Posted: Apr 6, 2011 3:41 PM by David Ortiviz
Updated: Apr 6, 2011 8:13 PM
We've been reporting for months now the budget crisis facing state lawmakers, school districts and local communities. But there's at least one exception. Pueblo County is bucking the trend.
Last year Pueblo County faced a $9.5 million deficit and even required staff to take 12 furlough days, but this year, there was a reversal of fortune. "The county is sitting rather well," said John Cordova, Chairman of the Pueblo County Commissioners.
Commissioner Cordova says so far this year, the county has $2 million in surplus. "We instituted some changes," said Cordova.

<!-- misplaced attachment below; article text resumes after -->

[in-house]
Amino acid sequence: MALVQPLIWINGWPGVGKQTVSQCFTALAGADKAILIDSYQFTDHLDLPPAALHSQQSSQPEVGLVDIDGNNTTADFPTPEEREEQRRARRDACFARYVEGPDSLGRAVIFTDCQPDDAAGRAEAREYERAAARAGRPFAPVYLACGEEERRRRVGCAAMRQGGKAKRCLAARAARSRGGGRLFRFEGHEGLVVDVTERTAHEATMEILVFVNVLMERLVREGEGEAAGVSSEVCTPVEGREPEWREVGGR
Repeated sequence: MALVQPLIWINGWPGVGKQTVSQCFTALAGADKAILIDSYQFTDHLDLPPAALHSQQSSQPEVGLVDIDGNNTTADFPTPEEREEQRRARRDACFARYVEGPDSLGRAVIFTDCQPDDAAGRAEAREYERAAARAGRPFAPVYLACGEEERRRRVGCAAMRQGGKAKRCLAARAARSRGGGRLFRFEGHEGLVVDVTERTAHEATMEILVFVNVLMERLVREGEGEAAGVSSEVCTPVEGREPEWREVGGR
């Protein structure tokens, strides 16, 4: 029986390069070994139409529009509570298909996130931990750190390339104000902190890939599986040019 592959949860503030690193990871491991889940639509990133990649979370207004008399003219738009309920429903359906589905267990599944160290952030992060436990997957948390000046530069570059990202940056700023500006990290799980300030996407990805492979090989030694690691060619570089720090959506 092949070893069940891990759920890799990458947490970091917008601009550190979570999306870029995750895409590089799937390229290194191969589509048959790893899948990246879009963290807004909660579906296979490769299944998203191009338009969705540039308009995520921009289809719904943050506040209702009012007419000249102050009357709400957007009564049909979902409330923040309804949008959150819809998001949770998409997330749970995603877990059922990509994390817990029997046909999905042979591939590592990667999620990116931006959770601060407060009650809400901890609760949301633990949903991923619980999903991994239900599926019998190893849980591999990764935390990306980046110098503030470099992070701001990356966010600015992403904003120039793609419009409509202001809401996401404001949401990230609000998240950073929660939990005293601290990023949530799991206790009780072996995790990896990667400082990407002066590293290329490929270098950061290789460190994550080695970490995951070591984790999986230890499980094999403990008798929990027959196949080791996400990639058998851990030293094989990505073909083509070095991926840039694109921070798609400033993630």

"It was a strategy and definite approach we took," said Calvin Hamler, Pueblo County's Budget and Finance Director.
The county put an emphasis on frugal spending. All expenditures over $500 were closely monitored. "Why is that needed more than anything you need in your department and can it wait until next year," said Hamler.
Also, as a general policy when a worker left a department that position wasn't filled. "Those departments had to figure out how to restructure," said Hamler.
Using those strategies the county has increased its reserves by 11% and reduced its debt by more than 4%. "Increasing, improving the financial position of the county is key to delivering the services the taxpayers expect," said Hamler.
"I don't think we're out of the woods as far as the economy goes," said Cordova. Declining property values could have a big impact on next year's tax revenues, but for now commissioners say the balanced budget shouldn't affect county services.
El Paso County says its budget is balanced, but the county projects it will see up to a 15% drop in property tax collections next year.